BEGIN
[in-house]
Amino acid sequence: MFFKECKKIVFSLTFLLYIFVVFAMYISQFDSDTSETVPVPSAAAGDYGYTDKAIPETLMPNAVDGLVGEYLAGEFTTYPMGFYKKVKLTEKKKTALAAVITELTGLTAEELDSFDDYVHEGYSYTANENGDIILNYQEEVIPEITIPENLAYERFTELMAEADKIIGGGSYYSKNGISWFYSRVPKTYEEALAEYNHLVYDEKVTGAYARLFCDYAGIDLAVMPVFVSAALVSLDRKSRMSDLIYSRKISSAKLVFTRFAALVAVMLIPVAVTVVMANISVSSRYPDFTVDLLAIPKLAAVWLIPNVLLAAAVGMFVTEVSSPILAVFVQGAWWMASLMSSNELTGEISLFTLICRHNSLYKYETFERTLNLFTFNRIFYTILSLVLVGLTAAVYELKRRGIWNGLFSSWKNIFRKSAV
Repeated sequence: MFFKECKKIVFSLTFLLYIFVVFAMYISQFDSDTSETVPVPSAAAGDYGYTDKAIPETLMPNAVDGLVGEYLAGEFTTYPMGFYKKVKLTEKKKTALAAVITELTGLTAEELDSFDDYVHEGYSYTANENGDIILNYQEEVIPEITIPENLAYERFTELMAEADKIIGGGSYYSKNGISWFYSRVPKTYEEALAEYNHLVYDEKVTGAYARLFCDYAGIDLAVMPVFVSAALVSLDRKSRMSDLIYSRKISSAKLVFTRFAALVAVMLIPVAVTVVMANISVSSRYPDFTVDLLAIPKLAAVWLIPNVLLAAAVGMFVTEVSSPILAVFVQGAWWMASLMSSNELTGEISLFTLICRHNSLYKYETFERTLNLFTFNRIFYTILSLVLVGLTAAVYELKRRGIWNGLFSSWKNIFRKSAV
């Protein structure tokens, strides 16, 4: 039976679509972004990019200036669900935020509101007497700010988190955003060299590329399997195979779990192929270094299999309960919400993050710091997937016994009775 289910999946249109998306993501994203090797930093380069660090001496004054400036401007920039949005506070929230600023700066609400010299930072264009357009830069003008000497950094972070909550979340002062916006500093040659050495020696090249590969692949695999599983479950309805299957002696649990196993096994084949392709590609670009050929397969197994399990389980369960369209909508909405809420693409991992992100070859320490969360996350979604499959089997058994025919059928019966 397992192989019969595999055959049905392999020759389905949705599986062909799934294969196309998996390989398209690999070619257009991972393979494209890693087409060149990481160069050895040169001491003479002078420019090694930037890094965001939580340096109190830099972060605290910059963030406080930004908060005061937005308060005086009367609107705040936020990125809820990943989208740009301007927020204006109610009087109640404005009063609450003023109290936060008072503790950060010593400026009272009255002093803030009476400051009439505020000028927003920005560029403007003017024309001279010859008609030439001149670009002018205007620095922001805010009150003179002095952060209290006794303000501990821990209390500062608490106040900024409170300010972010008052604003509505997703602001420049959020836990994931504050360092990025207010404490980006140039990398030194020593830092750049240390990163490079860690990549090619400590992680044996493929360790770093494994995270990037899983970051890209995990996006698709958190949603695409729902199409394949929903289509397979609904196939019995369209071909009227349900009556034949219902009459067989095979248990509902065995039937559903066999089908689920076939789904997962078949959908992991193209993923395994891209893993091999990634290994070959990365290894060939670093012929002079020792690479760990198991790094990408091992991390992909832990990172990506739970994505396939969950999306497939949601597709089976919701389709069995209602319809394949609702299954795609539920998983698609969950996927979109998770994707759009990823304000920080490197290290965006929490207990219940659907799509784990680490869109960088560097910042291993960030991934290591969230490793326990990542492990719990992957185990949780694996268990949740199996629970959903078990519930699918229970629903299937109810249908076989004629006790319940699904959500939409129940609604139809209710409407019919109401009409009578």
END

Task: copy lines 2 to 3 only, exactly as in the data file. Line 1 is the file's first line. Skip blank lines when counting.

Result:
Amino acid sequence: MFFKECKKIVFSLTFLLYIFVVFAMYISQFDSDTSETVPVPSAAAGDYGYTDKAIPETLMPNAVDGLVGEYLAGEFTTYPMGFYKKVKLTEKKKTALAAVITELTGLTAEELDSFDDYVHEGYSYTANENGDIILNYQEEVIPEITIPENLAYERFTELMAEADKIIGGGSYYSKNGISWFYSRVPKTYEEALAEYNHLVYDEKVTGAYARLFCDYAGIDLAVMPVFVSAALVSLDRKSRMSDLIYSRKISSAKLVFTRFAALVAVMLIPVAVTVVMANISVSSRYPDFTVDLLAIPKLAAVWLIPNVLLAAAVGMFVTEVSSPILAVFVQGAWWMASLMSSNELTGEISLFTLICRHNSLYKYETFERTLNLFTFNRIFYTILSLVLVGLTAAVYELKRRGIWNGLFSSWKNIFRKSAV
Repeated sequence: MFFKECKKIVFSLTFLLYIFVVFAMYISQFDSDTSETVPVPSAAAGDYGYTDKAIPETLMPNAVDGLVGEYLAGEFTTYPMGFYKKVKLTEKKKTALAAVITELTGLTAEELDSFDDYVHEGYSYTANENGDIILNYQEEVIPEITIPENLAYERFTELMAEADKIIGGGSYYSKNGISWFYSRVPKTYEEALAEYNHLVYDEKVTGAYARLFCDYAGIDLAVMPVFVSAALVSLDRKSRMSDLIYSRKISSAKLVFTRFAALVAVMLIPVAVTVVMANISVSSRYPDFTVDLLAIPKLAAVWLIPNVLLAAAVGMFVTEVSSPILAVFVQGAWWMASLMSSNELTGEISLFTLICRHNSLYKYETFERTLNLFTFNRIFYTILSLVLVGLTAAVYELKRRGIWNGLFSSWKNIFRKSAV